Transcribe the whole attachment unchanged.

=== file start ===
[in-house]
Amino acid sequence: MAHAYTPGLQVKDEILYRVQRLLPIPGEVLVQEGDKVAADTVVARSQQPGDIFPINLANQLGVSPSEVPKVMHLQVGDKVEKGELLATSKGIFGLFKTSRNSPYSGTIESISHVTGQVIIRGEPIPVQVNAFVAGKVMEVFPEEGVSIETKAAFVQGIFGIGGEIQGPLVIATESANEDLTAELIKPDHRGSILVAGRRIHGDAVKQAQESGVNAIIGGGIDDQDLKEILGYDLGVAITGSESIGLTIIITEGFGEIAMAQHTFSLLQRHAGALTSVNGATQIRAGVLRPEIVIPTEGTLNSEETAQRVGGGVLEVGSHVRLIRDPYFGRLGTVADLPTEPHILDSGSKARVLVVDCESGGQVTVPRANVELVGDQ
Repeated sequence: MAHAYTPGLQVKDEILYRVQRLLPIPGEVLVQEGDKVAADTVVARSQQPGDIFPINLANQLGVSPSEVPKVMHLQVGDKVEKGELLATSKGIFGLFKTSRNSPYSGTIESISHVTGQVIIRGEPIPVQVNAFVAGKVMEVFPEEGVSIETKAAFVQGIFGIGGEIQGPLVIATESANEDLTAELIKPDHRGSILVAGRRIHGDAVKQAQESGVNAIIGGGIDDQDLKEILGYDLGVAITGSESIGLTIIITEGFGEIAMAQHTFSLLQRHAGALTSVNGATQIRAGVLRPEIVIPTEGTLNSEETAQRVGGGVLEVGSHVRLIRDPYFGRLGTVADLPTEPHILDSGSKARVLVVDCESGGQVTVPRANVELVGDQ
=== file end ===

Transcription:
[in-house]
Amino acid sequence: MAHAYTPGLQVKDEILYRVQRLLPIPGEVLVQEGDKVAADTVVARSQQPGDIFPINLANQLGVSPSEVPKVMHLQVGDKVEKGELLATSKGIFGLFKTSRNSPYSGTIESISHVTGQVIIRGEPIPVQVNAFVAGKVMEVFPEEGVSIETKAAFVQGIFGIGGEIQGPLVIATESANEDLTAELIKPDHRGSILVAGRRIHGDAVKQAQESGVNAIIGGGIDDQDLKEILGYDLGVAITGSESIGLTIIITEGFGEIAMAQHTFSLLQRHAGALTSVNGATQIRAGVLRPEIVIPTEGTLNSEETAQRVGGGVLEVGSHVRLIRDPYFGRLGTVADLPTEPHILDSGSKARVLVVDCESGGQVTVPRANVELVGDQ
Repeated sequence: MAHAYTPGLQVKDEILYRVQRLLPIPGEVLVQEGDKVAADTVVARSQQPGDIFPINLANQLGVSPSEVPKVMHLQVGDKVEKGELLATSKGIFGLFKTSRNSPYSGTIESISHVTGQVIIRGEPIPVQVNAFVAGKVMEVFPEEGVSIETKAAFVQGIFGIGGEIQGPLVIATESANEDLTAELIKPDHRGSILVAGRRIHGDAVKQAQESGVNAIIGGGIDDQDLKEILGYDLGVAITGSESIGLTIIITEGFGEIAMAQHTFSLLQRHAGALTSVNGATQIRAGVLRPEIVIPTEGTLNSEETAQRVGGGVLEVGSHVRLIRDPYFGRLGTVADLPTEPHILDSGSKARVLVVDCESGGQVTVPRANVELVGDQ